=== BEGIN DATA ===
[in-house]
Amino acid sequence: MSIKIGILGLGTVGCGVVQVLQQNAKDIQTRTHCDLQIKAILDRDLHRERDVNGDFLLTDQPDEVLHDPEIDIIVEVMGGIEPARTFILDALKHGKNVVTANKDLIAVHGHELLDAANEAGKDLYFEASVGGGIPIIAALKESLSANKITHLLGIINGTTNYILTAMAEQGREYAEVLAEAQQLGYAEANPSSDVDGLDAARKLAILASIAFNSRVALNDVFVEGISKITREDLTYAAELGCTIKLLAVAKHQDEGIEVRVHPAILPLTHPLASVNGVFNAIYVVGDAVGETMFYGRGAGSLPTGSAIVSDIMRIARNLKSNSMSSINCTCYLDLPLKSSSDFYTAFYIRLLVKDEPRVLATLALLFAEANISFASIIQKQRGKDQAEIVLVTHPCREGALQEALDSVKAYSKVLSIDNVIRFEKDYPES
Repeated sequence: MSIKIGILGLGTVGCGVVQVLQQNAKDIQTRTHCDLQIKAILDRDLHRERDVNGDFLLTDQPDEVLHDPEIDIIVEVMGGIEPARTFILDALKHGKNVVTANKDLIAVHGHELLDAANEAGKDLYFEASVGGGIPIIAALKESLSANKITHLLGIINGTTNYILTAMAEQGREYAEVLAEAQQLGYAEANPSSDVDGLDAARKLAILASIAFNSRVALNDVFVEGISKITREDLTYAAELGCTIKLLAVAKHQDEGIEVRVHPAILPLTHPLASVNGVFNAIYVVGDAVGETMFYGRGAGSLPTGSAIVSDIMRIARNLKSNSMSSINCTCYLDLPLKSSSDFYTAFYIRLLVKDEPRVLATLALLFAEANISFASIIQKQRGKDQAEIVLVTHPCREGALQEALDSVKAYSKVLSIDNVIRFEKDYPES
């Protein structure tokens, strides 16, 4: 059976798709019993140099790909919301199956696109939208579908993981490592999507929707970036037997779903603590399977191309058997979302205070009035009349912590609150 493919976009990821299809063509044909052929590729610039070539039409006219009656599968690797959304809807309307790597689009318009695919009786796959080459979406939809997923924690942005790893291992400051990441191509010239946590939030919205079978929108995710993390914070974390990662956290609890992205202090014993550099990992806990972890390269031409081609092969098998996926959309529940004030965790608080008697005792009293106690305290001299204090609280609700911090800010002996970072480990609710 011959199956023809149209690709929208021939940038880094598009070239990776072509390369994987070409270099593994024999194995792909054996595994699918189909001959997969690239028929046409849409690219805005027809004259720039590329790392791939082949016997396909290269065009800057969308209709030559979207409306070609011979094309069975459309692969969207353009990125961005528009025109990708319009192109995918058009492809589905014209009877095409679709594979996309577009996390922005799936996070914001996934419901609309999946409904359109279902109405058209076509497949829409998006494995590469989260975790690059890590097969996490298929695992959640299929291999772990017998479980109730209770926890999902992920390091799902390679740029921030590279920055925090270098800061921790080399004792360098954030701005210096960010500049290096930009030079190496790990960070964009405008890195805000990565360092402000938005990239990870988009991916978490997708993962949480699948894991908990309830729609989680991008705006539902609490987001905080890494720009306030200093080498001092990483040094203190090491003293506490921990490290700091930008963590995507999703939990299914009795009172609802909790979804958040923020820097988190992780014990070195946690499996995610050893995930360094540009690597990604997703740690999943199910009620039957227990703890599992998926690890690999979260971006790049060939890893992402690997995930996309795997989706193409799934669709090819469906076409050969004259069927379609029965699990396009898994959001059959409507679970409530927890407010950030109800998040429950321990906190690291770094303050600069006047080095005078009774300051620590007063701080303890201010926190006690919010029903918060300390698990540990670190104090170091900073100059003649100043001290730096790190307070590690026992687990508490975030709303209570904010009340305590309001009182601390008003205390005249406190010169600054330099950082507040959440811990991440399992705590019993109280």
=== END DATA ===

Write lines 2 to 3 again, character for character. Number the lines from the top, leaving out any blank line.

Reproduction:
Amino acid sequence: MSIKIGILGLGTVGCGVVQVLQQNAKDIQTRTHCDLQIKAILDRDLHRERDVNGDFLLTDQPDEVLHDPEIDIIVEVMGGIEPARTFILDALKHGKNVVTANKDLIAVHGHELLDAANEAGKDLYFEASVGGGIPIIAALKESLSANKITHLLGIINGTTNYILTAMAEQGREYAEVLAEAQQLGYAEANPSSDVDGLDAARKLAILASIAFNSRVALNDVFVEGISKITREDLTYAAELGCTIKLLAVAKHQDEGIEVRVHPAILPLTHPLASVNGVFNAIYVVGDAVGETMFYGRGAGSLPTGSAIVSDIMRIARNLKSNSMSSINCTCYLDLPLKSSSDFYTAFYIRLLVKDEPRVLATLALLFAEANISFASIIQKQRGKDQAEIVLVTHPCREGALQEALDSVKAYSKVLSIDNVIRFEKDYPES
Repeated sequence: MSIKIGILGLGTVGCGVVQVLQQNAKDIQTRTHCDLQIKAILDRDLHRERDVNGDFLLTDQPDEVLHDPEIDIIVEVMGGIEPARTFILDALKHGKNVVTANKDLIAVHGHELLDAANEAGKDLYFEASVGGGIPIIAALKESLSANKITHLLGIINGTTNYILTAMAEQGREYAEVLAEAQQLGYAEANPSSDVDGLDAARKLAILASIAFNSRVALNDVFVEGISKITREDLTYAAELGCTIKLLAVAKHQDEGIEVRVHPAILPLTHPLASVNGVFNAIYVVGDAVGETMFYGRGAGSLPTGSAIVSDIMRIARNLKSNSMSSINCTCYLDLPLKSSSDFYTAFYIRLLVKDEPRVLATLALLFAEANISFASIIQKQRGKDQAEIVLVTHPCREGALQEALDSVKAYSKVLSIDNVIRFEKDYPES